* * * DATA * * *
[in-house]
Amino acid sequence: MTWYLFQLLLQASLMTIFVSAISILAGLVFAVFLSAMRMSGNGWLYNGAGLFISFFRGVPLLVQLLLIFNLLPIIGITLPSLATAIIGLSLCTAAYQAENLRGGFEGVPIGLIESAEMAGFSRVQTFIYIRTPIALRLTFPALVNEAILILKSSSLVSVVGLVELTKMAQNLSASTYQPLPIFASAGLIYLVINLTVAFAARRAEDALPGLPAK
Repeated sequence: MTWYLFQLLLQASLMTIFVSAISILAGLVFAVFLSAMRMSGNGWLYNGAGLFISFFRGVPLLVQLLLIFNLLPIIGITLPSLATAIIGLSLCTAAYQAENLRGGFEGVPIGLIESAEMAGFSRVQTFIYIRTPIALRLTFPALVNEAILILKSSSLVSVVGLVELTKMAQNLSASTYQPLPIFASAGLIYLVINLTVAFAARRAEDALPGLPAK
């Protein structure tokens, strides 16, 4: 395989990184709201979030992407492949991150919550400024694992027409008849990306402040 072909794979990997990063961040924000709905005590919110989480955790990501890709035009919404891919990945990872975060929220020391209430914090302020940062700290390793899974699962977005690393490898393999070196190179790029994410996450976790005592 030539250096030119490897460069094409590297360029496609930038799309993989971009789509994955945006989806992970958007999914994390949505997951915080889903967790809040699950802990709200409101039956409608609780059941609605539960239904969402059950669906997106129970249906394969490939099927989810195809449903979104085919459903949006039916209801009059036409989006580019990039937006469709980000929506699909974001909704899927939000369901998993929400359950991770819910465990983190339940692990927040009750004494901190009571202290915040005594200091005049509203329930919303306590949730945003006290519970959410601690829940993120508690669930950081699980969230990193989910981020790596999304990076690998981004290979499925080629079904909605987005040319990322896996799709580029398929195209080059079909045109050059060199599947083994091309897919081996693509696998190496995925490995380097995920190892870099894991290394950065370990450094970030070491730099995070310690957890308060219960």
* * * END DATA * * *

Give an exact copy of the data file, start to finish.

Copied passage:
[in-house]
Amino acid sequence: MTWYLFQLLLQASLMTIFVSAISILAGLVFAVFLSAMRMSGNGWLYNGAGLFISFFRGVPLLVQLLLIFNLLPIIGITLPSLATAIIGLSLCTAAYQAENLRGGFEGVPIGLIESAEMAGFSRVQTFIYIRTPIALRLTFPALVNEAILILKSSSLVSVVGLVELTKMAQNLSASTYQPLPIFASAGLIYLVINLTVAFAARRAEDALPGLPAK
Repeated sequence: MTWYLFQLLLQASLMTIFVSAISILAGLVFAVFLSAMRMSGNGWLYNGAGLFISFFRGVPLLVQLLLIFNLLPIIGITLPSLATAIIGLSLCTAAYQAENLRGGFEGVPIGLIESAEMAGFSRVQTFIYIRTPIALRLTFPALVNEAILILKSSSLVSVVGLVELTKMAQNLSASTYQPLPIFASAGLIYLVINLTVAFAARRAEDALPGLPAK
């Protein structure tokens, strides 16, 4: 395989990184709201979030992407492949991150919550400024694992027409008849990306402040 072909794979990997990063961040924000709905005590919110989480955790990501890709035009919404891919990945990872975060929220020391209430914090302020940062700290390793899974699962977005690393490898393999070196190179790029994410996450976790005592 030539250096030119490897460069094409590297360029496609930038799309993989971009789509994955945006989806992970958007999914994390949505997951915080889903967790809040699950802990709200409101039956409608609780059941609605539960239904969402059950669906997106129970249906394969490939099927989810195809449903979104085919459903949006039916209801009059036409989006580019990039937006469709980000929506699909974001909704899927939000369901998993929400359950991770819910465990983190339940692990927040009750004494901190009571202290915040005594200091005049509203329930919303306590949730945003006290519970959410601690829940993120508690669930950081699980969230990193989910981020790596999304990076690998981004290979499925080629079904909605987005040319990322896996799709580029398929195209080059079909045109050059060199599947083994091309897919081996693509696998190496995925490995380097995920190892870099894991290394950065370990450094970030070491730099995070310690957890308060219960």